SANAA, Yemen (AP) — Dozens of prisoners at a detention center in southern Yemen controlled by the United Arab Emirates said Monday they have started a hunger strike to protest their indefinite detentions without charges or trials.
About 100 prisoners in the Beir Ahmed prison in the southern city of Aden said in a statement leaked to the media that their open-ended strike would continue until their demands are met. They said Aden prosecutors have ordered more than 70 detainees released but the prison’s Emirati commanders refuse to let them go.
A Yemeni security official, speaking on condition of anonymity under regulations, said the government has no control over the prison or the power to release the detainees. “It’s all in the hands of the Emiratis,” he said.
The detainees, before they were transferred to Beir Ahmed, were among hundreds rounded up on terror charges and held in secret UAE-run detention centers in southern Yemen where prisoners were reportedly tortured. The UAE has denied the allegations.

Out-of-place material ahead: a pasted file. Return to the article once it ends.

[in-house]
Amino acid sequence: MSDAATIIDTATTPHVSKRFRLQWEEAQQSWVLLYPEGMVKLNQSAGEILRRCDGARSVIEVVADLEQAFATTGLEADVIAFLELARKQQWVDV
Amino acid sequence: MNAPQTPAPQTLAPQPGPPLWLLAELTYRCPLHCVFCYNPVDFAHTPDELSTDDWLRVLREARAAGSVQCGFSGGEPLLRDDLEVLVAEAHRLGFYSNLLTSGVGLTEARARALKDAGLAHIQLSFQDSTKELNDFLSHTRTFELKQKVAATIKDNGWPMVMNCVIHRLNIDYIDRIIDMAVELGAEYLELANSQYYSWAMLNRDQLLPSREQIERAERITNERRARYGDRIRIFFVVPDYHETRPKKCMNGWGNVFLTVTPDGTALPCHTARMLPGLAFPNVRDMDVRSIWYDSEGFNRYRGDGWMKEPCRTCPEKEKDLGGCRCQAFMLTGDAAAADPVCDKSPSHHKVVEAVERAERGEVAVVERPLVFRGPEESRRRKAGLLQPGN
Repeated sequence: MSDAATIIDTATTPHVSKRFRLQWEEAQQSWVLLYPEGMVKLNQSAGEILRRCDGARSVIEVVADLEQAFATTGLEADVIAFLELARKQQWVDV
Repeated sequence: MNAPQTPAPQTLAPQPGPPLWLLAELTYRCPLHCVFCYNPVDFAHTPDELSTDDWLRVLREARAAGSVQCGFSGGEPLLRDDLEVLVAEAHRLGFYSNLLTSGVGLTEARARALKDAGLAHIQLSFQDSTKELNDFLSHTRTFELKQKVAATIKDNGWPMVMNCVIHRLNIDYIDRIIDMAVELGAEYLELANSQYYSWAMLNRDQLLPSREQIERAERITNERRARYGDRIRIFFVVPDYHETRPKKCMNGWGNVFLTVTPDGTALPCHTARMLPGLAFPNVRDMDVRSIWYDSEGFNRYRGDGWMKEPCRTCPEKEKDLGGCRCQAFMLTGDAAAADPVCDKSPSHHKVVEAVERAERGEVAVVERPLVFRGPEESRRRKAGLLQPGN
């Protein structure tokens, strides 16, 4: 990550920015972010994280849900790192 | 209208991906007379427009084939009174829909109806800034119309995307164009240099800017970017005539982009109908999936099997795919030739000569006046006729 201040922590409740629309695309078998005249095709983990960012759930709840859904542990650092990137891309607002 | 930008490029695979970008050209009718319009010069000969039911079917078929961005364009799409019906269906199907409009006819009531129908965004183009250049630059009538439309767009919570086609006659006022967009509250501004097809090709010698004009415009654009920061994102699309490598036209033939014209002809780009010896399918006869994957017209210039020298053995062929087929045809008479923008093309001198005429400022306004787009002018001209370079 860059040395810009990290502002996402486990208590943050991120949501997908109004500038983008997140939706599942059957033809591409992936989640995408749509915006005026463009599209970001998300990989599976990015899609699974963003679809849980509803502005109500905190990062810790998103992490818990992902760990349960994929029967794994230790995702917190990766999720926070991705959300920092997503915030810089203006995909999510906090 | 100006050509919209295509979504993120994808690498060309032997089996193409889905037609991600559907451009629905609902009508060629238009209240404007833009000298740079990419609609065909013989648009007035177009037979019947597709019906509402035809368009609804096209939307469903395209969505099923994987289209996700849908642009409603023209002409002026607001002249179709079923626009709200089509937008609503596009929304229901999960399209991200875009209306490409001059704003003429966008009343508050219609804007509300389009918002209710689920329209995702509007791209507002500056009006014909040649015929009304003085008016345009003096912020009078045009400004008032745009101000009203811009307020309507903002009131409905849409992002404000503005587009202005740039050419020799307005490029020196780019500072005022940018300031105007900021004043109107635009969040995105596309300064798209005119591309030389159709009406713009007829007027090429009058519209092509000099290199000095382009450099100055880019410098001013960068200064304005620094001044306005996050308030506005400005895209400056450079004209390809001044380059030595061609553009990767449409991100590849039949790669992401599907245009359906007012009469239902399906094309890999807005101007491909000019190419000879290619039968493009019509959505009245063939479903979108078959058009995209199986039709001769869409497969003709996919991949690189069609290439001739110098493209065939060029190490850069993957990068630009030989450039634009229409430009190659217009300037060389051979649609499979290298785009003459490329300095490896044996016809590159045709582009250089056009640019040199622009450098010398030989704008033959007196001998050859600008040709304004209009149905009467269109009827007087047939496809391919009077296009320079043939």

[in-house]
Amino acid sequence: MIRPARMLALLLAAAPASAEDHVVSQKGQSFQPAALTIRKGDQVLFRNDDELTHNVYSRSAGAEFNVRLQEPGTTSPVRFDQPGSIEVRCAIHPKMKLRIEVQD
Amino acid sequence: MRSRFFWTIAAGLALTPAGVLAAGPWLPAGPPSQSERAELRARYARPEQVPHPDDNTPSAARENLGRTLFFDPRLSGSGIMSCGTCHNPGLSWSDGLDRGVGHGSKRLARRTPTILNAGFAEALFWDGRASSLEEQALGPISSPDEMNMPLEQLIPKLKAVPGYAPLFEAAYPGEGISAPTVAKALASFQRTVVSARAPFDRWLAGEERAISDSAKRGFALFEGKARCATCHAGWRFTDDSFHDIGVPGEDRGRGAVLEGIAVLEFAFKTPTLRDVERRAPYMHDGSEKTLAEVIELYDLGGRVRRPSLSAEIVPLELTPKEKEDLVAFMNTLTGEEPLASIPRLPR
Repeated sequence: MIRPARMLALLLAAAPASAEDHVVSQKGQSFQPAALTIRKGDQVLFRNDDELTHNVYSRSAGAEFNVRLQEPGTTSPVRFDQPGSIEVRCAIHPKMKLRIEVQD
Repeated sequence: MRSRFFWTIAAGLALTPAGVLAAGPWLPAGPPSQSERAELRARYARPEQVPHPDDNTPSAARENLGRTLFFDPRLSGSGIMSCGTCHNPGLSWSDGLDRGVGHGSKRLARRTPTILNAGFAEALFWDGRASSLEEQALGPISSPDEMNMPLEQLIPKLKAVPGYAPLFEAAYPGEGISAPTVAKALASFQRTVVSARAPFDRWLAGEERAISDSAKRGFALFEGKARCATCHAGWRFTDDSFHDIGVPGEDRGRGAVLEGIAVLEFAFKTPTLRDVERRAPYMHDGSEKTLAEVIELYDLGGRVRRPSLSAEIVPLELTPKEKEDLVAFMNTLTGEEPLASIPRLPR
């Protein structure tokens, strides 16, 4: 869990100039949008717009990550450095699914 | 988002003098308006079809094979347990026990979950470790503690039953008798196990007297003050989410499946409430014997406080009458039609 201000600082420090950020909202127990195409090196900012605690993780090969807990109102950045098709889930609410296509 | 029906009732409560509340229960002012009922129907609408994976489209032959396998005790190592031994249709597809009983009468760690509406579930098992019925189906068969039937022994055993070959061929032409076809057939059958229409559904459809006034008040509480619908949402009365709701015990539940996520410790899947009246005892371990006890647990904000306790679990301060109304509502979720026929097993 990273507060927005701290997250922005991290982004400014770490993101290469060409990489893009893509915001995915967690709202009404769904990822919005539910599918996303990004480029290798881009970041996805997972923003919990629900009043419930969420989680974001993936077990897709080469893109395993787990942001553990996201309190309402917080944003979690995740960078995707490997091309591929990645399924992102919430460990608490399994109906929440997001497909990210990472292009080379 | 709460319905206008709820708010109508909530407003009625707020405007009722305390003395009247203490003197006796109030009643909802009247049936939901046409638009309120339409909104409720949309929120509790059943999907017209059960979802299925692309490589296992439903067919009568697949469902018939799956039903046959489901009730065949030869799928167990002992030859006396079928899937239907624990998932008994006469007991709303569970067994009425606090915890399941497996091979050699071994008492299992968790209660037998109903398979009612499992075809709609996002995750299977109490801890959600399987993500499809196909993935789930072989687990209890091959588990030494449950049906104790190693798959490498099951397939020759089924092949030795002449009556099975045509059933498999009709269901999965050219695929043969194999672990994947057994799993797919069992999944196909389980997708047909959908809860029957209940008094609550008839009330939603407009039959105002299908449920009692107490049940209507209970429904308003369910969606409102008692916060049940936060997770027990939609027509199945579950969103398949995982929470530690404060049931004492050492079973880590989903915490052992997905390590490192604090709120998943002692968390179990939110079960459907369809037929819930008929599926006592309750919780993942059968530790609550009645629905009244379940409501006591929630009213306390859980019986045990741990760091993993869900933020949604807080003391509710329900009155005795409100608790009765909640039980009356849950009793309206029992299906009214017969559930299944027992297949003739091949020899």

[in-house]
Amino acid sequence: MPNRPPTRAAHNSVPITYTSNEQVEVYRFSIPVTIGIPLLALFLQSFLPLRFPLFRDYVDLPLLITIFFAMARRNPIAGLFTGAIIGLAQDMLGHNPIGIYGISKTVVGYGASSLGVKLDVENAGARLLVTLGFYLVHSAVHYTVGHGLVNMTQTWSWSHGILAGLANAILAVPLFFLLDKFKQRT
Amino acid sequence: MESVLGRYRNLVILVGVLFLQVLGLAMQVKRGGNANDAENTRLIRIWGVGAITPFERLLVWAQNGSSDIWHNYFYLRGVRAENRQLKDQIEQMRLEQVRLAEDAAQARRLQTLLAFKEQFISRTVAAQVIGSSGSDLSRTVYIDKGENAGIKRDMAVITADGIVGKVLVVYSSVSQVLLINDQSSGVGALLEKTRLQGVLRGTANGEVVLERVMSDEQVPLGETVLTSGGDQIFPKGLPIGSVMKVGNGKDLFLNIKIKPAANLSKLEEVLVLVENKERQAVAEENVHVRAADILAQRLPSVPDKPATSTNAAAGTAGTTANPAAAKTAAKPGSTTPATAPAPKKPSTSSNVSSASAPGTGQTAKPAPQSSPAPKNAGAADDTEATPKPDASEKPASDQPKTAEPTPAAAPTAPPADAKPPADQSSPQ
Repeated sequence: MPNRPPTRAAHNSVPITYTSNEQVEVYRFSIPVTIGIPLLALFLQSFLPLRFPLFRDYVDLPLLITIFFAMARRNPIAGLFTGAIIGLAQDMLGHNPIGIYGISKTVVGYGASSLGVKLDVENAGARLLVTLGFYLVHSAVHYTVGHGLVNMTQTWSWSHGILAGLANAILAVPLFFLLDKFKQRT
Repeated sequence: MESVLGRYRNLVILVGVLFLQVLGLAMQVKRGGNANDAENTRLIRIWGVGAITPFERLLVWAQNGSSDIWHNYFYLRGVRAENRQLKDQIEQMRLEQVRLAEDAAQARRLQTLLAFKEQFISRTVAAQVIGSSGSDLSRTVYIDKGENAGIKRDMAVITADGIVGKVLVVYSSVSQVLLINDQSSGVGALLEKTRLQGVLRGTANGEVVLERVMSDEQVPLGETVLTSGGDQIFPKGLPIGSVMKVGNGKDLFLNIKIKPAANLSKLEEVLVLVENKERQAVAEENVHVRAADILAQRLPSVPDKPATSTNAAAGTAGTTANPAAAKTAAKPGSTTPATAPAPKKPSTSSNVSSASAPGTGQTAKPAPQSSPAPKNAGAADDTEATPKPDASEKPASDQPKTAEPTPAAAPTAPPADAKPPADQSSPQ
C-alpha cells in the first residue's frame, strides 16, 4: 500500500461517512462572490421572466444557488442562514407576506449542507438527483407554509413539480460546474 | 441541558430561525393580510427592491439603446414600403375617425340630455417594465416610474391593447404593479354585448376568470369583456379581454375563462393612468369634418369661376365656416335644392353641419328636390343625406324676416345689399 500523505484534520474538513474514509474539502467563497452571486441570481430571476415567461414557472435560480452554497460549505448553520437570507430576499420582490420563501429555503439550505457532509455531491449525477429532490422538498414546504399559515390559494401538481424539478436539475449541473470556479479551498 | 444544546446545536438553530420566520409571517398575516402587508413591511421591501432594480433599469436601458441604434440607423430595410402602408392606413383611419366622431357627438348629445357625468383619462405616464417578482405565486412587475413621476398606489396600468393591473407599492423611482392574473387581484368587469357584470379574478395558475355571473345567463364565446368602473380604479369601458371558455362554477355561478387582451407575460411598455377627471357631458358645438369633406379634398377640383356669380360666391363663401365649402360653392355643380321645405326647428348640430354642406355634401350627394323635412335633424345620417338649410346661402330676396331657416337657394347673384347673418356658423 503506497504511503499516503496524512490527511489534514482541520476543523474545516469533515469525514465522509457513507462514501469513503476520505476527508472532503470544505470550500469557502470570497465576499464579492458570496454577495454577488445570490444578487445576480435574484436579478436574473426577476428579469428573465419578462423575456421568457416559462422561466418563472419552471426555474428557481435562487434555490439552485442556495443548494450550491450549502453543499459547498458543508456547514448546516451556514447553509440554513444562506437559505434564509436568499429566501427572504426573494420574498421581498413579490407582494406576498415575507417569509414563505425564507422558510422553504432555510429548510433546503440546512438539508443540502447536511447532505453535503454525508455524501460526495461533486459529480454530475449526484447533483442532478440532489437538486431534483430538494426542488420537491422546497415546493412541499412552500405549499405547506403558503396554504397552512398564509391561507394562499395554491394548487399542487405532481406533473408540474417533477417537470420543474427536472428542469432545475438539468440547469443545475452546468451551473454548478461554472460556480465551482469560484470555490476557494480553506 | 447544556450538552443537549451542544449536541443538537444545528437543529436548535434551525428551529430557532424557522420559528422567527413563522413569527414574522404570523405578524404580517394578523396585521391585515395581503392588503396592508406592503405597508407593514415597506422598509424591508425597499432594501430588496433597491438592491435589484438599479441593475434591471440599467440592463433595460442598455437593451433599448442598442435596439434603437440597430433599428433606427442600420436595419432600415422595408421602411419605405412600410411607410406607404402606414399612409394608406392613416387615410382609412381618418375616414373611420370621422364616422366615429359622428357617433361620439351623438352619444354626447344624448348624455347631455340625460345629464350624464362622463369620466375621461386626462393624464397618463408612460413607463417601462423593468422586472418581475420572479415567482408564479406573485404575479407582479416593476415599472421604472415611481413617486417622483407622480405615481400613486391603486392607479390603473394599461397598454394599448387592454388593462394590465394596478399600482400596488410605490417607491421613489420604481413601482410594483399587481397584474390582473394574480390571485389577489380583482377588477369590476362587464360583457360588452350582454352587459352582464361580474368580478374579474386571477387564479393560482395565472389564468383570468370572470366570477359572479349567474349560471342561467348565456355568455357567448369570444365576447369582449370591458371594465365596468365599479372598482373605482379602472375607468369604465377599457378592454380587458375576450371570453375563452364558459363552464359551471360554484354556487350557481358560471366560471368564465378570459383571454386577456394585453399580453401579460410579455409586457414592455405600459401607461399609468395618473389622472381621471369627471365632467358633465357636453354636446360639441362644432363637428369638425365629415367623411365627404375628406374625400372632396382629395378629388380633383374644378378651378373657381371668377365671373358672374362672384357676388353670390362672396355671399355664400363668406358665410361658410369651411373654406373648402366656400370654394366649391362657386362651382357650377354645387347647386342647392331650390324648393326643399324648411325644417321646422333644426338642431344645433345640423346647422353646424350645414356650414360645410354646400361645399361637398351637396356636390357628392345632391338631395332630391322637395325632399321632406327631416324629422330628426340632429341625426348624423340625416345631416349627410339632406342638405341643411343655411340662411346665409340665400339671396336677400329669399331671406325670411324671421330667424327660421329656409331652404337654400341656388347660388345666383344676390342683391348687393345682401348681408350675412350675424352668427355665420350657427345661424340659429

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Earlier this year, Yemeni President Abed Rabbo Mansour Hadi’s government complained in a letter to the U.N. Security Council that it has no control over the detention centers in southern Yemen or over the newly-formed, UAE-backed security forces established there.
Aden is the base of Yemeni government forces battling the Shiite rebels, known as Houthis, since 2015. The government forces are allied with a Saudi-led coalition, which includes the UAE and is backed by the United States.
Over the past two years, the UAE has created a zone of influence in southern Yemen, sidelining Hadi’s government. Hadi, forced by the Houthis to flee the country, lives in exile in Saudi Arabia and there have been claims the kingdom has prevented him and his sons, along with ministers and military officials, from returning to Yemen.